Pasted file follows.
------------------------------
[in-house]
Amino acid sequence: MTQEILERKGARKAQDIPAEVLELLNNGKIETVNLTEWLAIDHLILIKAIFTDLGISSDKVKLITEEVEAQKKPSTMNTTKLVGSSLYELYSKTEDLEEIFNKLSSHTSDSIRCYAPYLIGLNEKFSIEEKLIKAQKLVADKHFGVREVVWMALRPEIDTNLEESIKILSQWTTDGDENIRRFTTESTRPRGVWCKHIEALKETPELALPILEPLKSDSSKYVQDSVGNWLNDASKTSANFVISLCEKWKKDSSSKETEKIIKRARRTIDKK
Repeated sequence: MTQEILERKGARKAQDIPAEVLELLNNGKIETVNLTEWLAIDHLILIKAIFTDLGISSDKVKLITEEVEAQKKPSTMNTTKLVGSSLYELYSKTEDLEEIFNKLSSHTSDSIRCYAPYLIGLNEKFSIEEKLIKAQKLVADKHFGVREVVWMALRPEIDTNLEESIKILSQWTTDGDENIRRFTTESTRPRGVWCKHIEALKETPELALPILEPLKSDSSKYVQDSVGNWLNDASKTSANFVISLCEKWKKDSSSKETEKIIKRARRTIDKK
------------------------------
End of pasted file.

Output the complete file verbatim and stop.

[in-house]
Amino acid sequence: MTQEILERKGARKAQDIPAEVLELLNNGKIETVNLTEWLAIDHLILIKAIFTDLGISSDKVKLITEEVEAQKKPSTMNTTKLVGSSLYELYSKTEDLEEIFNKLSSHTSDSIRCYAPYLIGLNEKFSIEEKLIKAQKLVADKHFGVREVVWMALRPEIDTNLEESIKILSQWTTDGDENIRRFTTESTRPRGVWCKHIEALKETPELALPILEPLKSDSSKYVQDSVGNWLNDASKTSANFVISLCEKWKKDSSSKETEKIIKRARRTIDKK
Repeated sequence: MTQEILERKGARKAQDIPAEVLELLNNGKIETVNLTEWLAIDHLILIKAIFTDLGISSDKVKLITEEVEAQKKPSTMNTTKLVGSSLYELYSKTEDLEEIFNKLSSHTSDSIRCYAPYLIGLNEKFSIEEKLIKAQKLVADKHFGVREVVWMALRPEIDTNLEESIKILSQWTTDGDENIRRFTTESTRPRGVWCKHIEALKETPELALPILEPLKSDSSKYVQDSVGNWLNDASKTSANFVISLCEKWKKDSSSKETEKIIKRARRTIDKK